I’m also author of science fiction novels The Rainbow Virus, The Rainbow Virus Young Adult Edition, Wormholes: a Novel, Wormholes Young Adult Edition, and Solomon’s Freedom. And, I’m author of the nonfiction Explaining Research: How to Reach Key Audiences to Advance Your Work (Oxford 2010).

I’m also collaborating with my daughter, pediatrician Dr. Wendy Hunter on a non-fiction book, Why Baby, with his daughter, pediatrician Dr. Wendy Hunter. The book covers the science behind parents’ most urgent questions about their babies’ health.

New Novel “Solomon’s Freedom” Dramatizes Chimp Rights Controversy

2 07 2014

Should the life of a chimpanzee — particularly one taught to use language — be sacrificed to save a man’s life? That’s the provocative moral question posed by the new novel Solomon’s Freedom by Dennis Meredith.

In Solomon’s Freedom, flamboyant defense attorney Bobby Colter finds himself arguing for the life of a client Solomon's Freedom coverquite different from his usual string of miscreants. Solomon is a chimpanzee, and a unique ambassador for his species. He has been taught from infancy to express himself using a touch-screen computer. His educator and champion is Dr. Abigail Philips, a dedicated scientist who took over research on chimp intelligence after her primatologist father died.

But her laboratory is in financial peril, and billionaire media tycoon Walter Drake seems the ideal rescuer. He donates $10 million to the laboratory, in return for a seemingly innocuous stipulation. He asks for legal control of Solomon, promising to house the aging chimp comfortably in a spacious facility on his property, allowing Abby to continue her research.

That is, until Solomon’s life will be sacrificed to save Drake’s. He had an ulterior motive. Research that Drake funded on tissue engineering will enable his scientists to “harvest” Solomon’s heart to use its extracellular scaffolding to grow a new heart for the ailing mogul, from his own cells.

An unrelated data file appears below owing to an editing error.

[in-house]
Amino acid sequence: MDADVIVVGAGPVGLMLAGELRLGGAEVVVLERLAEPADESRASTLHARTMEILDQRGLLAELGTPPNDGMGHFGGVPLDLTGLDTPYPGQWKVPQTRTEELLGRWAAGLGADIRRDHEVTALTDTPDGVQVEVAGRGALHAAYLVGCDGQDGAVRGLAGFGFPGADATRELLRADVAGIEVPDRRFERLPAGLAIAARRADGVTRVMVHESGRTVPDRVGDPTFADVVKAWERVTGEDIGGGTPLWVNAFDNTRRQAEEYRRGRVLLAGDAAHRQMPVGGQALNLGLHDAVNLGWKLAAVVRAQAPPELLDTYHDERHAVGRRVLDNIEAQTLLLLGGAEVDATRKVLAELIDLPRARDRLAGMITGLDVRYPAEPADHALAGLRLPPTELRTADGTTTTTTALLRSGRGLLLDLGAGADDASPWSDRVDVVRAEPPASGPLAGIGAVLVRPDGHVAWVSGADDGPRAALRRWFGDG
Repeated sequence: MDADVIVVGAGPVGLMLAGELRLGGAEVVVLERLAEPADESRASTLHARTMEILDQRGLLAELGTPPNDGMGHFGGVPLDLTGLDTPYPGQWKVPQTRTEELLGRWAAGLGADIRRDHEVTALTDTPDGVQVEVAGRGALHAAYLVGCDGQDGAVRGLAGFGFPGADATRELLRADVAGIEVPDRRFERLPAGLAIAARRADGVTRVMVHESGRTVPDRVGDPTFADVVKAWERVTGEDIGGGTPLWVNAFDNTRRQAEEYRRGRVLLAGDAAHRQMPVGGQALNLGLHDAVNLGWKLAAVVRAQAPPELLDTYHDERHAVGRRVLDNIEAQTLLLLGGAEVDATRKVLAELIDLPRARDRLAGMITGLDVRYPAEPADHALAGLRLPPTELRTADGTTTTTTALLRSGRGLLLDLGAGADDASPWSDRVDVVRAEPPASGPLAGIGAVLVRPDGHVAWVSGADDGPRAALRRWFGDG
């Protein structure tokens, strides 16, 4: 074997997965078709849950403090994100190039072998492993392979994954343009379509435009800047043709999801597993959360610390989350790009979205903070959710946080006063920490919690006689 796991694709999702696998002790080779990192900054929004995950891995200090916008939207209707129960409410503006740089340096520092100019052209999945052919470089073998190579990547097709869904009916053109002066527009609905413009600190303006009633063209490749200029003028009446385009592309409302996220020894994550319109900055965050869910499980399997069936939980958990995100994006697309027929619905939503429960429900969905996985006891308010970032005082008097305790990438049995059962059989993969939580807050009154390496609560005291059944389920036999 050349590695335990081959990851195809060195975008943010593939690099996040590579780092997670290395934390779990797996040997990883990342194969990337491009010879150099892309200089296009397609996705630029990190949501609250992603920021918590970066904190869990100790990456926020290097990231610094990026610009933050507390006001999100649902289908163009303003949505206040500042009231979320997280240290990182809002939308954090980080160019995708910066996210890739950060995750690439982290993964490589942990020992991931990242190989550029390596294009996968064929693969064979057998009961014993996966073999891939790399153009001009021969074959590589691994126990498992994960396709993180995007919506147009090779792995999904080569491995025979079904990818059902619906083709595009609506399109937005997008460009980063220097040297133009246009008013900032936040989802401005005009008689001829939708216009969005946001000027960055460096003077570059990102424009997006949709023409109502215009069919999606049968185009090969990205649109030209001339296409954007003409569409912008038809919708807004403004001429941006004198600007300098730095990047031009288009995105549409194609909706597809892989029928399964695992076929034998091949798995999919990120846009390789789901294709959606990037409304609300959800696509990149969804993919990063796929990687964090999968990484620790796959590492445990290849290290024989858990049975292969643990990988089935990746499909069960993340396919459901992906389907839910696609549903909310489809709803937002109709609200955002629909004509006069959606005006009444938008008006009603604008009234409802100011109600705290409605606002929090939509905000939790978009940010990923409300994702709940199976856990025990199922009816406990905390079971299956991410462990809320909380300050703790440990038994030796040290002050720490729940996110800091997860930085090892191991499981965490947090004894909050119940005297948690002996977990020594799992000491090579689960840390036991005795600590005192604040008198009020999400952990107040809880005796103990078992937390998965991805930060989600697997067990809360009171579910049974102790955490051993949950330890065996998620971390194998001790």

The success of the transplant would set a stunning precedent, encouraging the sacrifice of a thousand chimpanzees in sanctuaries for transplant donors. What’s more, Drake pledges to support preservation of wild chimpanzees and the breeding and “sustainable harvesting” of countless more for their organs.

The lawyer Colter, hired by animal rights advocate Sarah Huntington — a foe of Drake, but also his estranged mother — finds himself embroiled in the most controversial and challenging case of his career.

“Of course, I wanted to write a novel with engaging characters, surprising plot twists, and a dramatic climax,” says Meredith. “But I also wanted to write a book that explored the complex and emotional moral issues we face in deciding the fate of our closest living primate relatives.”

In researching Solomon’s Freedom, Meredith drew on chimpanzee studies by Jane Goodall, Sue Savage-Rumbaugh, and other researchers, and on the legal writings and advocacy by Steven M. Wise, a leading animal rights attorney. Wise and his group The Nonhuman Rights Project are currently engaged in court battles to attain “legal personhood” for chimpanzees. (Here is  a list of sources that inspired the novel.)

But the greatest influence on the novel arose from the time Meredith spent with the chimpanzees at Ohio State University’s Animal Care Center. Led by psychologist Sally Boysen, the research center was exploring the ability of chimpanzees to learn mathematical concepts.

“The experience profoundly inspired me,” says Meredith. “I’d done all this literature research on chimps, but that didn’t prepare me for the personal experience of hanging out with them — pun intended. Chimps display extraordinary intelligence in the wild, but more revelatory for me was seeing them deftly solve arithmetical problems and show other intelligent behaviors that could only be termed human-like.

“I remember sitting beside one of their outdoor cages and seeing a chimp emerge with a magazine. He proceeded to lie on his back, prop up his feet and flip through its pages, uttering contented grunts. Sally told me the chimps like to look at the pictures. Of course, he was still a chimp, so he later shredded the magazine for his bedding — a sensible step, I thought.”